[an error occurred while processing this directive]
BBC News
watch One-Minute World News
Last Updated: Tuesday, 20 January, 2004, 12:03 GMT
Campaigners tackle dolphin deaths
By Alex Kirby
BBC News Online environment correspondent

Dead dolphin on beach   Greenpeace
Thw winter is the worst time for small cetaceans
Two campaign groups are joining forces to try to help the thousands of marine mammals killed annually in UK waters.

Greenpeace and the UK-based Whale and Dolphin Conservation Society say some dolphins could be pushed closer towards extinction by harmful fishing methods.

In a joint report, The Net Effect?, the groups estimate around 10,000 animals die annually on UK and French coasts.

They welcome European Union initiatives aimed at protecting the creatures, but say they do not go nearly far enough.

A Greenpeace vessel, the Esperanza, is sailing from London on 21 January to spend about six weeks in the English Channel, the Celtic Sea and the Bay of Biscay.

Counting the casualties

Its crew will, Greenpeace says, "investigate the fisheries suspected of being responsible for dolphin deaths".

They will document the amount of bycatch (dolphins and porpoises caught accidentally) in the nets, while a WDCS team will study the behaviour of the mammals round the nets.

The report, which pulls together existing knowledge on cetaceans (whales, dolphins and porpoises) around the UK coast, blames the huge nets towed by two vessels for much of the carnage.

Dead dolphin with injury   Greenpeace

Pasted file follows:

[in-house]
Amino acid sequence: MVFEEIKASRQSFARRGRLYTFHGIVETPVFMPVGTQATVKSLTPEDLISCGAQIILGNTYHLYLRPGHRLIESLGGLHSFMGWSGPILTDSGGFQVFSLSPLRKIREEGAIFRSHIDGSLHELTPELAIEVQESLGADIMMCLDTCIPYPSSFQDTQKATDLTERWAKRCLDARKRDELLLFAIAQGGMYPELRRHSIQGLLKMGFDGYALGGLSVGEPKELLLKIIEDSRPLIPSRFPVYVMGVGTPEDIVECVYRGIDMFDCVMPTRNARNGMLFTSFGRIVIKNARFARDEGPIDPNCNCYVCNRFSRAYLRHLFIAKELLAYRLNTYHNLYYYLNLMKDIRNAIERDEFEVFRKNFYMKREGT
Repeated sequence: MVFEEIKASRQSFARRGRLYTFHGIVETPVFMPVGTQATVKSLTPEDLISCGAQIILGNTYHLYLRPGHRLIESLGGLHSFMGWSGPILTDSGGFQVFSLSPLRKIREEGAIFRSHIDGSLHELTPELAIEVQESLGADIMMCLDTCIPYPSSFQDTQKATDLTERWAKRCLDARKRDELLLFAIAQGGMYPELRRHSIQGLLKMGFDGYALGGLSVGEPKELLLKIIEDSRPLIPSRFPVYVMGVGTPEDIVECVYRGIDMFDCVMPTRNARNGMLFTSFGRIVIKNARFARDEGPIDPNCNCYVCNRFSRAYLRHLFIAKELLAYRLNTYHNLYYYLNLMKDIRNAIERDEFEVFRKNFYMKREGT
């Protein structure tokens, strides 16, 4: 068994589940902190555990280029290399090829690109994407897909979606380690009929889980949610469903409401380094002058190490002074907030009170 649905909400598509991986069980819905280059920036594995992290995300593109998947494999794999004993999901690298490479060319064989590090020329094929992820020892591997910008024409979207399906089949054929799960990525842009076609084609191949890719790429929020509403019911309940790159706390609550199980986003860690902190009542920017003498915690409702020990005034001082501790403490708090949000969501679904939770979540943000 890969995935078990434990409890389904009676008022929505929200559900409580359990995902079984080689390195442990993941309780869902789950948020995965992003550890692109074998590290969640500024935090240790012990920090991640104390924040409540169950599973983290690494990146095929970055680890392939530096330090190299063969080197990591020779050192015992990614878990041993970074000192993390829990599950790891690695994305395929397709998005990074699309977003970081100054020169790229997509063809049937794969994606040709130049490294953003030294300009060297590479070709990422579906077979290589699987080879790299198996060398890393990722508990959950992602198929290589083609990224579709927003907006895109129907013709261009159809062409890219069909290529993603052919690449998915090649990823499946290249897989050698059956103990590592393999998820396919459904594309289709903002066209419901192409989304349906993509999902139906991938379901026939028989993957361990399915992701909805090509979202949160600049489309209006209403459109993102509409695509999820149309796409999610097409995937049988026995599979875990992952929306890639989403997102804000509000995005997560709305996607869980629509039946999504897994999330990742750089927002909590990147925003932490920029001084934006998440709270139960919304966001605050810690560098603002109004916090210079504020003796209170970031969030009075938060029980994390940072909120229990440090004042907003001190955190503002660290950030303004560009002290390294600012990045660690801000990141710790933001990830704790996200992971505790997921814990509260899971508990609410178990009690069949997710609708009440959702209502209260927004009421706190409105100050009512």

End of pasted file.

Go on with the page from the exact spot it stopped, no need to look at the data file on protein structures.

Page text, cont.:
Some show signs of trauma
These pair trawls are used in the sea bass fishery, which runs from October to April. The report says fishing for mackerel, hake, albacore tuna and horse mackerel also threatens common and Atlantic white-sided dolphins, bottlenose dolphins and long-finned pilot whales.

But Andrew Pillar of Interfish, a fish processing company in the west of England, told BBC News Online observers from the Sea Mammal Research Unit had confirmed that mackerel pair trawls did not threaten cetaceans.

Hundreds of dead cetaceans wash up on the coasts of south-west England and north-west France each winter.

The two groups say: "Many have sustained injuries - broken beaks, torn flippers, bruising and lacerations - which tell the story of a prolonged death in fishing nets.

"The bodies of thousands of others never wash up and are claimed by the ocean. It is estimated that around 10,000 dolphins and porpoises are killed in nets in this region every year."

They say fishing methods could be pushing some species towards extinction, and that the common dolphin could be declining by an unsustainable 5% annually.

Lack of information

Last year Richard Sabin, coordinator of the national whale stranding recording scheme at the Natural History Museum in London, said the numbers of small cetaceans dying in the area were far above the 1.7% of the population which scientists think is the maximum sustainable annual loss.

But he told BBC News Online the baseline data did not exist to say whether any species faced extinction in the UK.

Greenpeace says there must be observers on as many fishing vessels as possible, not just the 5-10% of the fleet proposed by the European Commission.

It also wants action taken against fisheries found to be responsible for any cetacean bycatch.

Images courtesy of Greenpeace.

The BBC's Jon Kay
"Every year hundreds of dolphins are washed up on the beaches"

Dolphin deaths fear
13 Jan 04  |  Devon
MPs tackle dolphin deaths
03 Dec 03  |  Devon
Nets 'kill 800 cetaceans a day'
13 Jun 03  |  Science/Nature
Survey highlights dolphins' plight
11 Dec 02  |  England

The BBC is not responsible for the content of external internet sites


News Front Page | Africa | Americas | Asia-Pacific | Europe | Middle East | South Asia
UK | Business | Entertainment | Science/Nature | Technology | Health
Have Your Say | In Pictures | Week at a Glance | Country Profiles | In Depth | Programmes
Americas Africa Europe Middle East South Asia Asia Pacific